And at 1:30 p.m. Tuesday, Gov. Martin O’Malley himself will testify in favor of the bill before the Senate Finance Committee.

And so, the legislative theater season is in full swing. Sit back and enjoy the show.

Tax credit evaluation bill returns to General Assembly

An effort to shed more light on a small slice of the billions of dollars in tax breaks that Maryland doles out every year is back, revived by a pair of Montgomery County lawmakers.

Sen. Richard S. Madaleno Jr. introduced The Tax Credit Evaluation Act on Tuesday. And Del. Bill Frick, the architect behind the effort, said he’ll drop twin legislation in the House of Delegates as soon as Wednesday.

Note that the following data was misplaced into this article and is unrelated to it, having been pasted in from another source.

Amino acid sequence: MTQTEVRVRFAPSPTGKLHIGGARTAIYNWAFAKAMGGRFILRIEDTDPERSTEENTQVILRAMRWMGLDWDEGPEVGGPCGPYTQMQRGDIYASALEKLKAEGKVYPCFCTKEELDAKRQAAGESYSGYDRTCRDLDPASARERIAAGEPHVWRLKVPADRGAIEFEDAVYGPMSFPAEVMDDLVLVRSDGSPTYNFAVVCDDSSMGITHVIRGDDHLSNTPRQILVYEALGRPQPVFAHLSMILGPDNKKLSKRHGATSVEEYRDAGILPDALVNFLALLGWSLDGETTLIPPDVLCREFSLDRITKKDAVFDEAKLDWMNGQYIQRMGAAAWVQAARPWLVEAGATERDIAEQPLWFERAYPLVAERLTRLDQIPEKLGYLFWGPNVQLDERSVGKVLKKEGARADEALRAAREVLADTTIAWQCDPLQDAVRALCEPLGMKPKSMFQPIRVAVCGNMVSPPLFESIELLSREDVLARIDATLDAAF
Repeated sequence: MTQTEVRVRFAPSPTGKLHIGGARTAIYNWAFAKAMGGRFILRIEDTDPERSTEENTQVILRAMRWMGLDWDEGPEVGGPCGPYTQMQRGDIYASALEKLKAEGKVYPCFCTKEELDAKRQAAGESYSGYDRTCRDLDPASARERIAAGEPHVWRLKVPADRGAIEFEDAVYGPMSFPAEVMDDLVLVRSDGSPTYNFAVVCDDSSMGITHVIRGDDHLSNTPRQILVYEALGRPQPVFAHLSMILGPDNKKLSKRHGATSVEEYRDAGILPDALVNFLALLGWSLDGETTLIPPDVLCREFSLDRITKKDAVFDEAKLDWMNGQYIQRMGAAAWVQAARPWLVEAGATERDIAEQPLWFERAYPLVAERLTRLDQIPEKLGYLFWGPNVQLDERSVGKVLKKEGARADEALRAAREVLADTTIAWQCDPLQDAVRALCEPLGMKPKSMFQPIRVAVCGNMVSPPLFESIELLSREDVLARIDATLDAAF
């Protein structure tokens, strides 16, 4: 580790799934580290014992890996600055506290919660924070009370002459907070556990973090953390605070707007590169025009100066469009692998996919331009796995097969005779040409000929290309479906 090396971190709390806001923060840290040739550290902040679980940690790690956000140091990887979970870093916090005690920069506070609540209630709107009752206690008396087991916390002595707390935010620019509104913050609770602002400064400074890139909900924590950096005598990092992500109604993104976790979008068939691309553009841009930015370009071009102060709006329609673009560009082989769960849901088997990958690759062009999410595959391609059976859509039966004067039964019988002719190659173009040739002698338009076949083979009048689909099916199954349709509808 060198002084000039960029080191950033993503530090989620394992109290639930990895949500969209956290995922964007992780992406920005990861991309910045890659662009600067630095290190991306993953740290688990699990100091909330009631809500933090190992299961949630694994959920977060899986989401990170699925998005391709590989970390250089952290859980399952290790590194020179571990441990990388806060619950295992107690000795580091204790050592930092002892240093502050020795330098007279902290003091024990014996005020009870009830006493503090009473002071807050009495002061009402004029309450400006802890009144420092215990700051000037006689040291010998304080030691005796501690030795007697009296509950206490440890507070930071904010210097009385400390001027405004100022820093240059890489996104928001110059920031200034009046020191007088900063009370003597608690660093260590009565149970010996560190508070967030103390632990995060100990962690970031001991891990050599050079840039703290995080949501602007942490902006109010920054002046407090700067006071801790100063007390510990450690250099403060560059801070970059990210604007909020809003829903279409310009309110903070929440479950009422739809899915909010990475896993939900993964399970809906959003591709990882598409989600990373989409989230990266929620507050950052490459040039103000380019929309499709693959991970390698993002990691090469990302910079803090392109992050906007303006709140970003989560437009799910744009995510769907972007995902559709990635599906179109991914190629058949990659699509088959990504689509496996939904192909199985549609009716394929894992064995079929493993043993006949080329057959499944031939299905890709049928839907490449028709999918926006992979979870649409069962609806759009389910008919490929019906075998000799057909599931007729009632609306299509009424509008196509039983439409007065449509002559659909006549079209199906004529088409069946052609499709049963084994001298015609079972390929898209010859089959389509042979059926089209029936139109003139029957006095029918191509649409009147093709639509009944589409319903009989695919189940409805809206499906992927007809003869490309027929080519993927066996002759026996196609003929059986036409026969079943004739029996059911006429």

The bills would require General Assembly committees to review a handful of tax credits every five years to determine if the state should continue to offer them.

The reviews would look at the intent of the tax credits, whether they are actually meeting those goals and whether the tax revenue lost the state is worth it.

“We have to find a way to systematically review our tax credits. You put things in to address a specific need or policy goal and they stay on the books forever, said Madaleno. “We should have some way to periodically review all of these programs to see if they’re serving their intended purpose, and to see if they’re still affordable or worthwhile.”

Madaleno, who serves on the Senate Budget and Taxation Committee, said that lawmakers deal regularly with some tax breaks that are funded through the state’s budget.